(i)  attainment of technical skill competencies, licensures or certifications, recognitions, awards, and scholarships;

(ii)  extended learning experiences such as community service and active participation in career and technical student organizations and professional organizations;

(iii)  abstract of technical competencies mastered during the practicum;

(iv)  resume;

(v)  samples of work; and

(vi)  evaluation from the practicum supervisor; and

(B)  present the portfolio to interested stakeholders.

Source: The provisions of this §130.463 adopted to be effective August 28, 2017, 40 TexReg 9123.


§130.464. Practicum in Distribution and Logistics (Two Credits), Adopted 2015.

(a)  General requirements. This course is recommended for students in Grades 11 and 12. The practicum course is a paid or unpaid capstone experience for students participating in a coherent sequence of career and technical education courses in the distribution and logistics industry. Students shall be awarded two credits for successful completion of this course. A student may repeat this course once for credit provided that the student is experiencing different aspects of the industry and demonstrating proficiency in additional and more advanced knowledge and skills.

(b)  Introduction.

(1)  Career and technical education instruction provides content aligned with challenging academic standards and relevant technical knowledge and skills for students to further their education and succeed in current or emerging professions.

(2)  The Transportation, Distribution, and Logistics Career Cluster focuses on planning, management, and movement of people, materials, and goods by road, pipeline, air, rail, and water and related professional support services such as transportation infrastructure planning and management, logistics services, mobile equipment, and facility maintenance.

(3)  Practicum in Distribution and Logistics is designed to give students supervised practical application of knowledge and skills. Practicum experiences can occur in a variety of locations appropriate to the nature and level of experience such as internships, mentorships, independent study, or laboratories. The Practicum can be either school lab based or work based.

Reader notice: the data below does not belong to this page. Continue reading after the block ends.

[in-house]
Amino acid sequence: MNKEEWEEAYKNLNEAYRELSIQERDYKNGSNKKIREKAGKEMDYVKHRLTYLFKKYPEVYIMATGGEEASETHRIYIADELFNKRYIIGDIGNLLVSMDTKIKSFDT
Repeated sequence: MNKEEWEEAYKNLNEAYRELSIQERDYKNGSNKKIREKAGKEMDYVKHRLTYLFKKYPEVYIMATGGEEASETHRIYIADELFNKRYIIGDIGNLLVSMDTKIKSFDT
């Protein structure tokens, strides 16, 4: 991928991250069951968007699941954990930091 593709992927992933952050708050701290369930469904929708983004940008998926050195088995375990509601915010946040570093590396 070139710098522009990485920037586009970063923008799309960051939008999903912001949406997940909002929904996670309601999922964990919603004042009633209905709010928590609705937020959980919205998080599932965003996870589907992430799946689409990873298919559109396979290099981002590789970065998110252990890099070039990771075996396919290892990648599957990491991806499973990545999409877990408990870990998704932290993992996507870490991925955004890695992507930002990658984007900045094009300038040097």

(4)  Students are encouraged to participate in extended learning experiences such as career and technical student organizations and other leadership or extracurricular organizations.

(5)  Statements that contain the word "including" reference content that must be mastered, while those containing the phrase "such as" are intended as possible illustrative examples.

(c)  Knowledge and skills.

(1)  The student demonstrates professional standards/employability skills as required by business and industry. The student is expected to:

(A)  adhere to policies and procedures;

(B)  demonstrate positive work attitudes and behaviors, including punctuality, time management, initiative, and cooperation;

(C)  accept constructive criticism;

(D)  apply ethical reasoning to a variety of situations in order to make ethical decisions;

(E)  complete tasks with the highest standards to ensure quality products and services;

(F)  model professional appearance, including using appropriate dress, grooming, and personal protective equipment; and

(G)  comply with safety rules and regulations to maintain safe and healthy working conditions and environments in the practicum setting.

(2)  The student applies concepts of critical thinking and problem solving. The student is expected to:

(A)  analyze elements of a problem to develop creative and innovative solutions;

(B)  critically analyze information to determine its relevance to the problem-solving task;